The System Policy Editor must have templates for the choices it presents to you. These templates are ASCII text files with .adm extensions. The two templates loaded into the System Policy Editor by default are common.adm and windows.adm;

User profiles are stored in user.dat files and hold the configuration information for each user. If the ability to save settings is turned on, each user will have his or her own user.dat file. The user.dat file can be stored locally or on the server. If it is stored on the server, it is called a roaming profile.

File and Printer Sharing

File and Printer Sharing allows you to share resources with other users. (Peer to peer) File and Printer Sharing does not allow you to share individual files, but it does let you share folders.

Install Client for Microsoft/NetWare Networks
Click on File and Print Sharing
Check boxes for sharing files and sharing printers.

Implicit and Explicit Permissions

A new feature in Windows 98 is the ability to have implicit and explicit permissions assigned to a folder. This feature does not exist in any other version of Windows (even NT).

Implicit Permission - Inherited permissions from a folder higher in the directory tree.
Explicit Permission - When a folder has itís permissions changed from the ones it would have inherited.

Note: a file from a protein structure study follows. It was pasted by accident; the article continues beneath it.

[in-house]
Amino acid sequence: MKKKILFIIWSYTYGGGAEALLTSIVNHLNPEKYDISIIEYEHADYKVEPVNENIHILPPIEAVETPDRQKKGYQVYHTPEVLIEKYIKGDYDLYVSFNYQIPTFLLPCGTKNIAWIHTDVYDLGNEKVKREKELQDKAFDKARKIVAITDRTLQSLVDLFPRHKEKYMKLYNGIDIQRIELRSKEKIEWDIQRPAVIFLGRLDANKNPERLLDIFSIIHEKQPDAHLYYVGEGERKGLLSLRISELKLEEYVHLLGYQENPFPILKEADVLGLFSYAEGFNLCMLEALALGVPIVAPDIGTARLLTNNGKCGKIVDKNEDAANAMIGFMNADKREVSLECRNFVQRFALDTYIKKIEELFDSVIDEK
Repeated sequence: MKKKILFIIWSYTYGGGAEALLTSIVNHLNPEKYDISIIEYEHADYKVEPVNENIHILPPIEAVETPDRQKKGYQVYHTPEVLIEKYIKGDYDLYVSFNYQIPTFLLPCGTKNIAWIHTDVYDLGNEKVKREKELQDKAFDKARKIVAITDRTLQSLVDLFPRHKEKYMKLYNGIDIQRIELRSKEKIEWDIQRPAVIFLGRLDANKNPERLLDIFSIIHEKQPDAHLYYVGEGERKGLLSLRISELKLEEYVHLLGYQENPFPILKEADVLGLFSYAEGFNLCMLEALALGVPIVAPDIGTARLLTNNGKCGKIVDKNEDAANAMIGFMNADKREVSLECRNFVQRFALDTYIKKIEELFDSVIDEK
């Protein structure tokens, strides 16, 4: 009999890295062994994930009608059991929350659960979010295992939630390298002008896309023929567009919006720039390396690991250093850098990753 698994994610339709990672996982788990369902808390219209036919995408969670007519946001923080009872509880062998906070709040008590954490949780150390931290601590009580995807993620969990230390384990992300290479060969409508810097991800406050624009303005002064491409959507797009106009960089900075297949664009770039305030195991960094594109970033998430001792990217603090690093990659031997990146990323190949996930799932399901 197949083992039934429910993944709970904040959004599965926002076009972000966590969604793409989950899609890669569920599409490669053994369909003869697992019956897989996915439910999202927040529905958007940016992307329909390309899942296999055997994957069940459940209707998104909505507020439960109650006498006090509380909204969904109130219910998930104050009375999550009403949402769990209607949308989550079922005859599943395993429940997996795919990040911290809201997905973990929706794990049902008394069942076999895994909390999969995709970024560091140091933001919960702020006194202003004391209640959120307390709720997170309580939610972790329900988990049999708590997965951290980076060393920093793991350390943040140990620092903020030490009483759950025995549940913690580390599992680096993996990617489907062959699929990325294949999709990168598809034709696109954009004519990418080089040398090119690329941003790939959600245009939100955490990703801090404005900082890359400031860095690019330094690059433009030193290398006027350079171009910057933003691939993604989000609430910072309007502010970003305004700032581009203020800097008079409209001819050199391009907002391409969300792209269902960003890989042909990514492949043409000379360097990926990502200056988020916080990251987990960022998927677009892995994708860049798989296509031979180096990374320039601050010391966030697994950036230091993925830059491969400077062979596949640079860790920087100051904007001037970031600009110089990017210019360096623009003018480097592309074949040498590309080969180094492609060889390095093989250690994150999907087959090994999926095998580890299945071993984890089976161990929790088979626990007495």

You must have USER LEVEL security enabled for this feature. User-level security requires a Domain controller.

After sharing a folder, if you change the parent folderís permission you will be prompted to:

Apply changes to inside folders
Do not change inside folders
Display each folder name individually (choose which folders it will be applied to).

Share-Level Access Control

Full, Read Only, Depends on Password (Full or Read Only)

Sharing Resources with other NetWare Clients

Win98 can share files and printers with MS or NetWare Clients but not both at the same time. There are differences between MS and NetWare Clients. NetWare requires you to be in user level security to activate file and printer sharing. Windows NT allows you to be in share level security.

The Automated Installation ("The Unattended Setup")

Windows 98 has the ability to set itself up when provided with a script file. These script files contain information about what settings Windows should use and can be very detailed. Examples:

Setup Options
User Profiles
System Policies
Network Workgroups users can be members of

The script files are then saved with the extension .INF. One can be used by typing the name of the script file after the Windows 98 SETUP command. (setup bill.inf)

Alternative ways of automating the Setup.

Use a network Login script
Email a batch file
Microsoft or other SMS tool

The program used to create scripts is the BATCH98 program (batch.exe). It is located in:

TOOLS\RESKIT\BATCH